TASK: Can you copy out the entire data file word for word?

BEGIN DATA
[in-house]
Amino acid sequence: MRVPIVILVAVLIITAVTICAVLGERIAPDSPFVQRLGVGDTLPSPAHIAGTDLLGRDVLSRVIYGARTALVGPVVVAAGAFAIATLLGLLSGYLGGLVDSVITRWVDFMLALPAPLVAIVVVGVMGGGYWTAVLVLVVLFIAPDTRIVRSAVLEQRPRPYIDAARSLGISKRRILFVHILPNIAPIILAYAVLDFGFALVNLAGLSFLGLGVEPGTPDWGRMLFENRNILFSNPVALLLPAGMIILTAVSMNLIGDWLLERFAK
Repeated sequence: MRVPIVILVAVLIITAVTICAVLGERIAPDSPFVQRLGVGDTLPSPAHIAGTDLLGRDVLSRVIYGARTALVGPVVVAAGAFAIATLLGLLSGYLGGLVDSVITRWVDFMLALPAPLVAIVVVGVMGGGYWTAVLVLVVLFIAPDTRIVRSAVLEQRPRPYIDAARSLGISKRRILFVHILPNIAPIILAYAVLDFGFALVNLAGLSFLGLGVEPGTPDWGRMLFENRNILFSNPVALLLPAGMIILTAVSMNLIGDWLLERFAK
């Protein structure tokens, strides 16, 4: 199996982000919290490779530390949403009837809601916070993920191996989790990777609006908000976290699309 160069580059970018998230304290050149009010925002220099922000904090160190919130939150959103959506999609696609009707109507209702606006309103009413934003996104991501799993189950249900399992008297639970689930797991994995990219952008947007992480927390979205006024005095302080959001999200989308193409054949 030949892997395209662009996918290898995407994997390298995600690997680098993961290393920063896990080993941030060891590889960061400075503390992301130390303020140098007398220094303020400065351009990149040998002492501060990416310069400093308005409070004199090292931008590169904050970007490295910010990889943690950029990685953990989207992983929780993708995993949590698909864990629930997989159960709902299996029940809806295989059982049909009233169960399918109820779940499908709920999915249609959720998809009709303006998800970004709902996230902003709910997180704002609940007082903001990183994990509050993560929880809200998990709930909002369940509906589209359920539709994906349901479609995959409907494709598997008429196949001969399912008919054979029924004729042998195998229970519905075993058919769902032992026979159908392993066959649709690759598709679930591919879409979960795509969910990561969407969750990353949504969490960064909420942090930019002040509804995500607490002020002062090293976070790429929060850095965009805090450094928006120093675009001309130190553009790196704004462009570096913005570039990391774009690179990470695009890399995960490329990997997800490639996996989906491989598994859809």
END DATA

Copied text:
[in-house]
Amino acid sequence: MRVPIVILVAVLIITAVTICAVLGERIAPDSPFVQRLGVGDTLPSPAHIAGTDLLGRDVLSRVIYGARTALVGPVVVAAGAFAIATLLGLLSGYLGGLVDSVITRWVDFMLALPAPLVAIVVVGVMGGGYWTAVLVLVVLFIAPDTRIVRSAVLEQRPRPYIDAARSLGISKRRILFVHILPNIAPIILAYAVLDFGFALVNLAGLSFLGLGVEPGTPDWGRMLFENRNILFSNPVALLLPAGMIILTAVSMNLIGDWLLERFAK
Repeated sequence: MRVPIVILVAVLIITAVTICAVLGERIAPDSPFVQRLGVGDTLPSPAHIAGTDLLGRDVLSRVIYGARTALVGPVVVAAGAFAIATLLGLLSGYLGGLVDSVITRWVDFMLALPAPLVAIVVVGVMGGGYWTAVLVLVVLFIAPDTRIVRSAVLEQRPRPYIDAARSLGISKRRILFVHILPNIAPIILAYAVLDFGFALVNLAGLSFLGLGVEPGTPDWGRMLFENRNILFSNPVALLLPAGMIILTAVSMNLIGDWLLERFAK
């Protein structure tokens, strides 16, 4: 199996982000919290490779530390949403009837809601916070993920191996989790990777609006908000976290699309 160069580059970018998230304290050149009010925002220099922000904090160190919130939150959103959506999609696609009707109507209702606006309103009413934003996104991501799993189950249900399992008297639970689930797991994995990219952008947007992480927390979205006024005095302080959001999200989308193409054949 030949892997395209662009996918290898995407994997390298995600690997680098993961290393920063896990080993941030060891590889960061400075503390992301130390303020140098007398220094303020400065351009990149040998002492501060990416310069400093308005409070004199090292931008590169904050970007490295910010990889943690950029990685953990989207992983929780993708995993949590698909864990629930997989159960709902299996029940809806295989059982049909009233169960399918109820779940499908709920999915249609959720998809009709303006998800970004709902996230902003709910997180704002609940007082903001990183994990509050993560929880809200998990709930909002369940509906589209359920539709994906349901479609995959409907494709598997008429196949001969399912008919054979029924004729042998195998229970519905075993058919769902032992026979159908392993066959649709690759598709679930591919879409979960795509969910990561969407969750990353949504969490960064909420942090930019002040509804995500607490002020002062090293976070790429929060850095965009805090450094928006120093675009001309130190553009790196704004462009570096913005570039990391774009690179990470695009890399995960490329990997997800490639996996989906491989598994859809």